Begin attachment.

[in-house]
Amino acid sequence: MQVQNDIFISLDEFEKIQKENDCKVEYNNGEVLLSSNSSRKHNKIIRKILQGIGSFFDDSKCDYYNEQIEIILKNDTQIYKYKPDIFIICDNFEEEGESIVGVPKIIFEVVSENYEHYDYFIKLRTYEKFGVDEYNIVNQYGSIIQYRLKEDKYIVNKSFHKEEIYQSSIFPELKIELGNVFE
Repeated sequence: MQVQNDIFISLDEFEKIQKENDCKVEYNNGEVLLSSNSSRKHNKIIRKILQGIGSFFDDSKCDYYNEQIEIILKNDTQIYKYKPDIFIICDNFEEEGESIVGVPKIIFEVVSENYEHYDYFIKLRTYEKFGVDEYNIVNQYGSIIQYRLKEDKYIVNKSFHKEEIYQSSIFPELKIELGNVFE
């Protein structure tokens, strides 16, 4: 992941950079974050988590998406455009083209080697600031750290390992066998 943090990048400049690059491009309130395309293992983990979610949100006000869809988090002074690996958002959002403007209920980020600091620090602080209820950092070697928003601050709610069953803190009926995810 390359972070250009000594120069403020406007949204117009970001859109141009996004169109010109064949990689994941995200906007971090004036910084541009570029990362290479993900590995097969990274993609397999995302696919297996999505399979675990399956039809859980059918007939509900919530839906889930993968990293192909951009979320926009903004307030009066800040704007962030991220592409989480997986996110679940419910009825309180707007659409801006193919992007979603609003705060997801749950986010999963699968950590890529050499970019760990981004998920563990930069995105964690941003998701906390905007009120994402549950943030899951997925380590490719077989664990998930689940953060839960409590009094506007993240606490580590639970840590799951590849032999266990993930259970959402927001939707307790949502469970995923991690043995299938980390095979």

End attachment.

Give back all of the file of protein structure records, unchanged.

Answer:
[in-house]
Amino acid sequence: MQVQNDIFISLDEFEKIQKENDCKVEYNNGEVLLSSNSSRKHNKIIRKILQGIGSFFDDSKCDYYNEQIEIILKNDTQIYKYKPDIFIICDNFEEEGESIVGVPKIIFEVVSENYEHYDYFIKLRTYEKFGVDEYNIVNQYGSIIQYRLKEDKYIVNKSFHKEEIYQSSIFPELKIELGNVFE
Repeated sequence: MQVQNDIFISLDEFEKIQKENDCKVEYNNGEVLLSSNSSRKHNKIIRKILQGIGSFFDDSKCDYYNEQIEIILKNDTQIYKYKPDIFIICDNFEEEGESIVGVPKIIFEVVSENYEHYDYFIKLRTYEKFGVDEYNIVNQYGSIIQYRLKEDKYIVNKSFHKEEIYQSSIFPELKIELGNVFE
């Protein structure tokens, strides 16, 4: 992941950079974050988590998406455009083209080697600031750290390992066998 943090990048400049690059491009309130395309293992983990979610949100006000869809988090002074690996958002959002403007209920980020600091620090602080209820950092070697928003601050709610069953803190009926995810 390359972070250009000594120069403020406007949204117009970001859109141009996004169109010109064949990689994941995200906007971090004036910084541009570029990362290479993900590995097969990274993609397999995302696919297996999505399979675990399956039809859980059918007939509900919530839906889930993968990293192909951009979320926009903004307030009066800040704007962030991220592409989480997986996110679940419910009825309180707007659409801006193919992007979603609003705060997801749950986010999963699968950590890529050499970019760990981004998920563990930069995105964690941003998701906390905007009120994402549950943030899951997925380590490719077989664990998930689940953060839960409590009094506007993240606490580590639970840590799951590849032999266990993930259970959402927001939707307790949502469970995923991690043995299938980390095979």